In an offseason full of interesting available pitching options, both in free agency and trade, the Chicago Cubs went for a short-term, sure-and-steady type (John Lackey), a medium-term swing arm with some upside (Adam Warren), and a familiar, younger, short-term, limited-upside type (Trevor Cahill). Each makes a lot of sense for a team in a competitive window, especially given that the latter two can pitch effectively out of the bullpen. Even if force myself to be concerned about the Cubs’ rotation, I’m rather pleased with what the Cubs have done on the pitching side.
But the one type of pitcher you would ideally have liked to see the Cubs acquire this offseason is a younger, long-term-controlled arm with a lot of upside. That type of pitcher could help the team not only in 2016, but beyond, when a need might develop, given the extreme youth of the Cubs’ best pitching prospects. The trick there, of course, is that pitchers like that aren’t really available in free agency – no matter how robust a given free agent class might be – and the cost to acquire pitchers like that in trade this year has been enormous.
I don’t want to get you too excited, because opinions on Cuban righty Yaisel Sierra are likely to be divergent, but most agree that the raw ability is significant, and thus the upside is real. And now Sierra, 24, is officially a free agent, according to Jesse Sanchez.
Sierra pitched for scouts back in October, and was impressive, as you can read here at MLB.com and BA. He’s got a mid-90s fastball, a slider, and a developing changeup. It seems most believe he’s got great stuff (and obviously has plus velocity), but, as is often the case with younger, live arms, he needs to work on his command, especially if he’s going to start in the big leagues.
Because of his age and experience, Sierra is not subject to IFA restrictions, which means he’s just a plain ‘ole free agent. The Cubs have no relative advantage in his pursuit, and there will be a significant number of interested teams.
As I noted above, when we talk about the Cubs acquiring a young, controllable starter, we do so acknowledging that the impact is as much about 2017 and beyond (maybe more so) as it is about 2016. To that end, Sierra makes a whole lot of sense for a team like the Cubs, currently in a competitive window, not necessarily needing Sierra to be ready right away in 2016, but having questions about the rotation after 2016/17. A team like the Cubs could afford to sign Sierra – assuming they can afford him in the traditional sense – and let him work in the minors with an eye toward reaching the big leagues in 2017 (or sooner, if he shows he’s ready).What will Sierra cost? Well, it’s pretty tough to peg, given how much projection is involved in determining his future value. Projectable Cuban righty Raisel Iglesias got a seven-year, $27 million deal from the Reds last year, and that’s starting to look like a great deal now that Iglesias has shown he can start. Perhaps, then, Sierra’s bidding will start in the same range – a steep price for a guy who essentially amounts to a 24-year-old prospect.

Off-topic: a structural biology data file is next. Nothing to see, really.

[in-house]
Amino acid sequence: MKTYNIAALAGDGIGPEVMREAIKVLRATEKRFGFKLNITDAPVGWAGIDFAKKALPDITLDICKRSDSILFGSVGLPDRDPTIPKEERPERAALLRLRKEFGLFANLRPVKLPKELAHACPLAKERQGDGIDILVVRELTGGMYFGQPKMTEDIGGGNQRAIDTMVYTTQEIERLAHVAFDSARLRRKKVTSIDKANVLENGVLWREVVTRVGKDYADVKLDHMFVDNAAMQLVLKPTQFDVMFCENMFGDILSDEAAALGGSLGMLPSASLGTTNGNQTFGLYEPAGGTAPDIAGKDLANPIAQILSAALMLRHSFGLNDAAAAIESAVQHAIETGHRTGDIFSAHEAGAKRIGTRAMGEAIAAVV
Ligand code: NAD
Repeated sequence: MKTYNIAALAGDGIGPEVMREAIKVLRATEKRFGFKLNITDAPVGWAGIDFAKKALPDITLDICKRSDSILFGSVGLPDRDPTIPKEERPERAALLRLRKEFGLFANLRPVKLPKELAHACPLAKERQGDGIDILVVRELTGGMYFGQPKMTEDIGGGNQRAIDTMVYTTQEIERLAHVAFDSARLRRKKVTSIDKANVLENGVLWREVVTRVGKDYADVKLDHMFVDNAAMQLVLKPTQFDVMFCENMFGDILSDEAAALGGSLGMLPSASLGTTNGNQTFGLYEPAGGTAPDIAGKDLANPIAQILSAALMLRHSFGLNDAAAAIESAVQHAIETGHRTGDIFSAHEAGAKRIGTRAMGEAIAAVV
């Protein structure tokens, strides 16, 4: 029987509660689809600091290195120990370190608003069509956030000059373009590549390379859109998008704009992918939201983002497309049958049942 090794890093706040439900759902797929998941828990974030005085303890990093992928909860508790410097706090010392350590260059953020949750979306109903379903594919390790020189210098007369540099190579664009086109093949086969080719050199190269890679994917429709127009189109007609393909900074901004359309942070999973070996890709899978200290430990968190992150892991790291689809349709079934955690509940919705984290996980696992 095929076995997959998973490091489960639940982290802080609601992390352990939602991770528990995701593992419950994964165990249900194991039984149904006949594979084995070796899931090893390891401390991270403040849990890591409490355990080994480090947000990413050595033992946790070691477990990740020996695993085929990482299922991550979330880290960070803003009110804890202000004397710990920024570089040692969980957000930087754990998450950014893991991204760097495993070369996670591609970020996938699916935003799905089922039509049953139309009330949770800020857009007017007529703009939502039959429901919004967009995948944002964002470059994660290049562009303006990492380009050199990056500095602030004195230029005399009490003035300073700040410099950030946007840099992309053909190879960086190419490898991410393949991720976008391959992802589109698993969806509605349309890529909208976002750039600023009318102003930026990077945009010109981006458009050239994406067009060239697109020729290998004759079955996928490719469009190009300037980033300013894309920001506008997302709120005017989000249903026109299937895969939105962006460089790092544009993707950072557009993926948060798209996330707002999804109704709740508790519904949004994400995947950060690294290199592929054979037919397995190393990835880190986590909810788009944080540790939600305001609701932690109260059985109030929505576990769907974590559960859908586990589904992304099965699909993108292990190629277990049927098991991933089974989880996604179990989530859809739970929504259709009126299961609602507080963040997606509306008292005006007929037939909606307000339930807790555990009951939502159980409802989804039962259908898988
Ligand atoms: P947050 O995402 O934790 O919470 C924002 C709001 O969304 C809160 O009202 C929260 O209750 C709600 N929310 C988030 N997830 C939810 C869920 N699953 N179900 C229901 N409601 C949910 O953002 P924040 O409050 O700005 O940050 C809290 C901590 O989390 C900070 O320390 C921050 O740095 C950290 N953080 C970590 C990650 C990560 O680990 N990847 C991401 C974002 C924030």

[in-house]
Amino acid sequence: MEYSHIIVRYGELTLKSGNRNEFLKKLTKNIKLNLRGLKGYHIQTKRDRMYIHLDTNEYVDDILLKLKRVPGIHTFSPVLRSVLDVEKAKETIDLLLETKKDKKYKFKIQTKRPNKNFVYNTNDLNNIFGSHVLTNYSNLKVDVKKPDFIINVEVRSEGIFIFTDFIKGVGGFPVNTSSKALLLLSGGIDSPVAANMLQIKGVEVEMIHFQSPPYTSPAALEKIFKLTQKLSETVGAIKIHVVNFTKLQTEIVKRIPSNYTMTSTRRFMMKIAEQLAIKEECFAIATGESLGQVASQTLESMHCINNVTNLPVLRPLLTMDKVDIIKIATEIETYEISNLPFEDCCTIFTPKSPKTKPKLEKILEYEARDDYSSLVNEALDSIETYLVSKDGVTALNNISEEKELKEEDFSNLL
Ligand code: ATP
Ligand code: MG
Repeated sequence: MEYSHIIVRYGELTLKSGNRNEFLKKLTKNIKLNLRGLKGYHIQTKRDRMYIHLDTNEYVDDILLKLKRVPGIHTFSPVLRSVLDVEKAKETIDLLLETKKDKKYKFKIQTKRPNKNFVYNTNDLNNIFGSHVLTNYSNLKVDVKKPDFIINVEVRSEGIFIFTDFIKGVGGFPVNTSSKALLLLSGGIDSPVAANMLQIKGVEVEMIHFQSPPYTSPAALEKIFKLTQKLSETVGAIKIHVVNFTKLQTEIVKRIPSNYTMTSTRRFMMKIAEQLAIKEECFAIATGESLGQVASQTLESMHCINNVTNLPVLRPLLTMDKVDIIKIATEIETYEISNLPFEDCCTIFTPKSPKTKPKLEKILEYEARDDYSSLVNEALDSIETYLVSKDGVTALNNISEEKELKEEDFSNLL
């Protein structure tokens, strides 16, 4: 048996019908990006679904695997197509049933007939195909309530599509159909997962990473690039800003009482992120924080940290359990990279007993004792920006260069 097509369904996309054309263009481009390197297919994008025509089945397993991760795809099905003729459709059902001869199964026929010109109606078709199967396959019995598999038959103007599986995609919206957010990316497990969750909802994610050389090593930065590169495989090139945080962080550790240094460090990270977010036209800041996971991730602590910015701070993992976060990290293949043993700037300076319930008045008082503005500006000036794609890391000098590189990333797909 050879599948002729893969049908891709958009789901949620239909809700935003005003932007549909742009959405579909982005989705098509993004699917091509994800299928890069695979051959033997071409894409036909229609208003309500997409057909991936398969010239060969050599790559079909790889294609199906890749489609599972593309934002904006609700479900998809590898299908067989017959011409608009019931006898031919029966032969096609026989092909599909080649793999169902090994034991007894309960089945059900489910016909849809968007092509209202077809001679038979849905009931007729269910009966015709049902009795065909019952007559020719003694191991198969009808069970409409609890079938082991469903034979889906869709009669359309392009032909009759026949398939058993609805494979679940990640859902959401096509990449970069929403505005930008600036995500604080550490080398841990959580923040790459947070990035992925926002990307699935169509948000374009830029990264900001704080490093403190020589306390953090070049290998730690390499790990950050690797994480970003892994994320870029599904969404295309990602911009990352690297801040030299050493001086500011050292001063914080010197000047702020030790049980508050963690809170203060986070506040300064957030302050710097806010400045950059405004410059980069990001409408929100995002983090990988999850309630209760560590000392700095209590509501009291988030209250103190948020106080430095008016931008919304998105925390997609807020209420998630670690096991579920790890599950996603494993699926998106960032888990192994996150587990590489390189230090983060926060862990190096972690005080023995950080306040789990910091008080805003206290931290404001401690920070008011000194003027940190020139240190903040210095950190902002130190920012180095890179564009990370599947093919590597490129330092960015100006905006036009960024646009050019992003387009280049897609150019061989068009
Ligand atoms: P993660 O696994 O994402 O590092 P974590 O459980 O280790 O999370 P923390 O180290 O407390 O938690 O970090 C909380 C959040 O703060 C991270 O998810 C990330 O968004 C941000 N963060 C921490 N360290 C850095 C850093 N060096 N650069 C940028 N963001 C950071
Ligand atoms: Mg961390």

Now that Sierra is a free agent, it’ll be very interesting to see if we hear about involved teams. Presumably, Sierra will want to be signed in advance of Spring Training so he can work out with his new team and try to make the big league club (and teams will want the same). This all comes against the backdrop of a huge wave of Cuban talent, not all of whom have been officially declared free agents yet. Could that slow up Sierra’s market? Would a team like the Cubs have the money to be aggressive on Sierra, but not on other IFA talent like Lazarito? And what of the Cubs’ reported interest in several other Cuban prospects?
It’s a good time to be heavily involved in the international market, for sure, whether that means going after a true free agent like Sierra, or after other IFA prospects (on whom the Cubs may have an advantage, since they’ve already blown out their IFA pool).